application. However, it may be useful to application developers attempting 







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  as the simple tokenizer transforms the term in the query to lowercase
  before searching the full-text index.

<p>
  As well as the "simple" tokenizer, the FTS source code features a tokenizer 
  that uses the <a href="http://tartarus.org/~martin/PorterStemmer/">Porter 
  Stemming algorithm</a>. This tokenizer uses the same rules to separate
  the input document into terms including folding all terms into lower case,
  but also uses the Porter Stemming algorithm to reduce related English language
  words to a common root. For example, using the same input document as in the
  paragraph above, the porter tokenizer extracts the following tokens:
  "right now thei veri frustrat". Even though some of these terms are not even
  English words, in some cases using them to build the full-text index is more
  useful than the more intelligible output produced by the simple tokenizer.
  Using the porter tokenizer, the document not only matches full-text queries
  such as "MATCH 'Frustrated'", but also queries such as "MATCH 'Frustration'",
................................................................................
  unicode space and punctuation characters and uses those to separate tokens.
  The simple tokenizer only does case folding of ASCII characters and only
  recognizes ASCII space and punctuation characters as token separators.

<h2>Custom (User Implemented) Tokenizers</h2>

<p>
  As well as the built-in "simple", "porter" and (possibly) "icu" and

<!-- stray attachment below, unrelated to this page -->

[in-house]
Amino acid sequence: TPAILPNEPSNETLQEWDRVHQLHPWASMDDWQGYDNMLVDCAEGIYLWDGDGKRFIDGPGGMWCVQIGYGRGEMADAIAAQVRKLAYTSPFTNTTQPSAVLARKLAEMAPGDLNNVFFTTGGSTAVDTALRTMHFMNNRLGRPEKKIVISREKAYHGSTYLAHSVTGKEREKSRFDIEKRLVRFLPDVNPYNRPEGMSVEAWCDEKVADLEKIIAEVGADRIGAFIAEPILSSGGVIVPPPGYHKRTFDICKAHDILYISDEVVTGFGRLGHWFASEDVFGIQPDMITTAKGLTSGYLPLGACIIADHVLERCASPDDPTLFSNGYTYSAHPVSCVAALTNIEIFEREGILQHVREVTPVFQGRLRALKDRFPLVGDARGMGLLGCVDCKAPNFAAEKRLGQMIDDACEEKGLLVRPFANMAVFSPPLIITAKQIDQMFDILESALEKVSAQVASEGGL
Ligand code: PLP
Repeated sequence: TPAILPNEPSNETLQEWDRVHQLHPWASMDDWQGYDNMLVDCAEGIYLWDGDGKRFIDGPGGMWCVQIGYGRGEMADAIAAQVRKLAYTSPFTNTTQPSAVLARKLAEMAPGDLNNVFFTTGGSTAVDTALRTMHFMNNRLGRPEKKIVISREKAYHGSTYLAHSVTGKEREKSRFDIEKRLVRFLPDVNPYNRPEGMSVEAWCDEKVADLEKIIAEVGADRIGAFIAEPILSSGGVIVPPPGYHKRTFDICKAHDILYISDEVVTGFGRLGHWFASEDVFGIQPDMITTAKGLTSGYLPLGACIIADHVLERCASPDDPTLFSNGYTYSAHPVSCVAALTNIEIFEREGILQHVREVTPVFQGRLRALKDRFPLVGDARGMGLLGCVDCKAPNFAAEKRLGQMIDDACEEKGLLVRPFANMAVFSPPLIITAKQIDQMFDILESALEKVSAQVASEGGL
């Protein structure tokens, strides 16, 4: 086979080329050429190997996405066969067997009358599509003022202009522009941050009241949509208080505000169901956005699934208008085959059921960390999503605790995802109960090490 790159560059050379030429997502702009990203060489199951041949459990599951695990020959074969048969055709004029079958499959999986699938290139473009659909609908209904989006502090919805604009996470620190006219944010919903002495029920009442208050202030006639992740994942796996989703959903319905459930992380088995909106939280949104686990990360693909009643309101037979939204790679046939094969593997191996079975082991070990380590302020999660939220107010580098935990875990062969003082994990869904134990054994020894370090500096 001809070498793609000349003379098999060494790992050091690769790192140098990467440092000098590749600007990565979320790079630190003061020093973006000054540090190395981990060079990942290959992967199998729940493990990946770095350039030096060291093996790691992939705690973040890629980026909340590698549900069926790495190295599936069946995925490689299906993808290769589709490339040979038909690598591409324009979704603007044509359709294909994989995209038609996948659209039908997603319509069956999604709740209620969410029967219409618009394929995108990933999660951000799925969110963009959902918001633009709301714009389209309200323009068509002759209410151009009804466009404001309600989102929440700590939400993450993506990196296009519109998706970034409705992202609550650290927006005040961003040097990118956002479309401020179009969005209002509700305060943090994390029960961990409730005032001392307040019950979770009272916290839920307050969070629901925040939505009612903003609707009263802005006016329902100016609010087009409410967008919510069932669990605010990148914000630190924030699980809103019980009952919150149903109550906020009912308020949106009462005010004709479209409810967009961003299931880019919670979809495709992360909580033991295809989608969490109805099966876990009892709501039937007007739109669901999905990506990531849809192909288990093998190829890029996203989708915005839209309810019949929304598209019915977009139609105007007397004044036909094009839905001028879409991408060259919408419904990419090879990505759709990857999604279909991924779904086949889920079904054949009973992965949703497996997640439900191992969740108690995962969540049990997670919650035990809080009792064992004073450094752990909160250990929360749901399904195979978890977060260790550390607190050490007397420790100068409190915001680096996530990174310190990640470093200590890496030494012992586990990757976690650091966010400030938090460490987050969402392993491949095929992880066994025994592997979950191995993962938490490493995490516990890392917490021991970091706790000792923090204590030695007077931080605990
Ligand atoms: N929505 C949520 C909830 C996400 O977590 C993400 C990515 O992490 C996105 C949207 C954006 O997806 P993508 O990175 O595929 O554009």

"unicode61" tokenizers,
  FTS exports an interface that allows users to implement custom tokenizers
  using C. The interface used to create a new tokenizer is defined and 
  described in the fts3_tokenizer.h source file.

<p>
  Registering a new FTS tokenizer is similar to registering a new
  virtual table module with SQLite. The user passes a pointer to a
................................................................................
      }
    }

    return sqlite3_finalize(pStmt);
  }
</codeblock>


<tcl>hd_fragment fts3tok {fts3tokenize} {fts3tokenize virtual table}</tcl>
<h2>Querying Tokenizers</h2>

<p>The "fts3tokenize" virtual table can be used to directly access any
   tokenizer.  The following SQL demonstrates how to create an instance 
   of the fts3tokenize virtual table:

<codeblock>
CREATE VIRTUAL TABLE tok1 USING fts3tokenize('porter');
</codeblock>

<p>The name of the desired tokenizer should be substitued in place of
   'porter' in the example, of course.  Once the virtual table is created,
   it can be queried as follows:

<codeblock>
SELECT token, start, end, position 
  FROM tok1
 WHERE input='This is a test sentence.';
</codeblock>

<p>The virtual table will return one row of output for each token in the
   input string.  The "token" column is the text of the token.  The "start"
   and "end" columns are the byte offset to the beginning and end of the
   token in the original input string.  The "pos" column is the sequence number
   of the token in the original input string.  The example above generates
   the following output:

<codeblock>
thi|0|4|0
is|5|7|1
a|8|9|2
test|10|14|3
sentenc|15|23|4
</codeblock>

<p>Notice that the tokens in the result set from the fts3tokenize virtual
   table have been transformed according to the rules of the tokenizer.
   Since this example used the "porter" tokenizer, the "This" token was
   converted into "thi".  If the original text of the token is desired,
   it can be retrieved using the "start" and "end" columns with the
   [substr()] function.  For example:

<codeblock>
SELECT substr(input, start+1, end-start), token, position
  FROM tok1
 WHERE input='This is a test sentence.';
</codeblock>

<p>The fts3tokenize virtual table can be used on any tokenizer, regardless
   of whether or not there exists an FTS3 or FTS4 table that actually uses
   that tokenizer.

 
<h1 tags="segment btree">Data Structures</h1>

<p>
  This section describes at a high-level the way the FTS module stores its
  index and content in the database. It is <b>not necessary to read or 
  understand the material in this section in order to use FTS</b> in an 
  application. However, it may be useful to application developers attempting